Councillors have renewed the licence of an aquarium which was the subject of an urgent call for safety checks by zoo licensing inspectors.
The tanks in the tower were said to be "suspect"
Inspectors said the 32,000-gallon fish tank and others at Blackpool Tower were "suspect" due to rusty reinforcement rods in concrete supports.
They said checks were needed to prevent a "catastophic failure".
But the Public Protection Committee accepted the tower's owners' pledge that all necessary work would be done.
The council's committee, which met on Thursday, heard a report from an independent firm of structural engineers presented by the tower owners Leisure Parcs which rejected the inspectors' report.
A Blackpool Council statement said: "Leisure Parcs, which owns the premises, accepted all the recommendations in the report and firm assurances were given that the necessary remedial work would be undertaken ahead of the re-inspection in spring 2007.
It added: "Further assurances were given to the committee - from the findings of an independent firm of structural engineers - that there isn't the remotest possibility of a 'catastrophic failure' in the tanks as quoted in the inspection report.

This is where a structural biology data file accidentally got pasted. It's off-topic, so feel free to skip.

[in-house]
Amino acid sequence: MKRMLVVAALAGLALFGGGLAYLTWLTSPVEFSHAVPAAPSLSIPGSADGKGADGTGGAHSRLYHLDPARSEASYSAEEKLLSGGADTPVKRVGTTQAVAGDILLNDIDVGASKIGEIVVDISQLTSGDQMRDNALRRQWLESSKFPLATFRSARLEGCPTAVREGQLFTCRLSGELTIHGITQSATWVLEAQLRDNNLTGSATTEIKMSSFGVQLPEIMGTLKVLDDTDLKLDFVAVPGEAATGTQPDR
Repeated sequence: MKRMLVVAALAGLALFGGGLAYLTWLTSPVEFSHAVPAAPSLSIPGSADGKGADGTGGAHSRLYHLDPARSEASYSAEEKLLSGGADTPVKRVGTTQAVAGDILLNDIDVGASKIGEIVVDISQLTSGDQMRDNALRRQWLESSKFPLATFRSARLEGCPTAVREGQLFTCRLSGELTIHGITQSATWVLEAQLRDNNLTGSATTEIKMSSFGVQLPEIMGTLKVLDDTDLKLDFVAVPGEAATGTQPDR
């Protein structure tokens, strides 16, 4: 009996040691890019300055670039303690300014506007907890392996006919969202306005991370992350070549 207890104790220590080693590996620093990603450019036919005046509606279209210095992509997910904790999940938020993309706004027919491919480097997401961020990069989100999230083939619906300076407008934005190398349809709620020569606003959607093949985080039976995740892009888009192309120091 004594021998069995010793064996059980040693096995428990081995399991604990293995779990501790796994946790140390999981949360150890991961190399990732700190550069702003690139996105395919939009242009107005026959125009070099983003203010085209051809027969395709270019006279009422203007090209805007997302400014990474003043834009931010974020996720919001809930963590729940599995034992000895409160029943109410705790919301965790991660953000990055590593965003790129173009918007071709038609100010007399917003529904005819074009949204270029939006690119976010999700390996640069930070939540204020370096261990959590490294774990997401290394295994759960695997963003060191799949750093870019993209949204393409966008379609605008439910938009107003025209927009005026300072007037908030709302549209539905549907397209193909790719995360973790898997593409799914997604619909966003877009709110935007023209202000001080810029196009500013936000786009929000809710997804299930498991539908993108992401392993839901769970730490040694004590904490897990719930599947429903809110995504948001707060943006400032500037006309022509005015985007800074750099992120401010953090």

"Structural engineers had already carried out a robust survey of the site in November 2005 and were happy with their findings."
The licensing inspectors had said no engineers' reports were available for the tanks.
But they said even a "casual observer" could see rusted reinforcement rods were undermining the tank's concrete supports.
This effect had already caused adjacent tanks to be drained, said the inspection report.
"The local authority and management should take urgent steps to ascertain whether or not there is a significant risk of catastrophic failure in the remaining tanks that are full of water," the report added.
A three man team - which raised 14 areas of concern - carried out an interim inspection in April.
But it agreed to reissue the operating licence, pending a more detailed examination of the attraction.
The aquarium attracts thousands of visitors a year.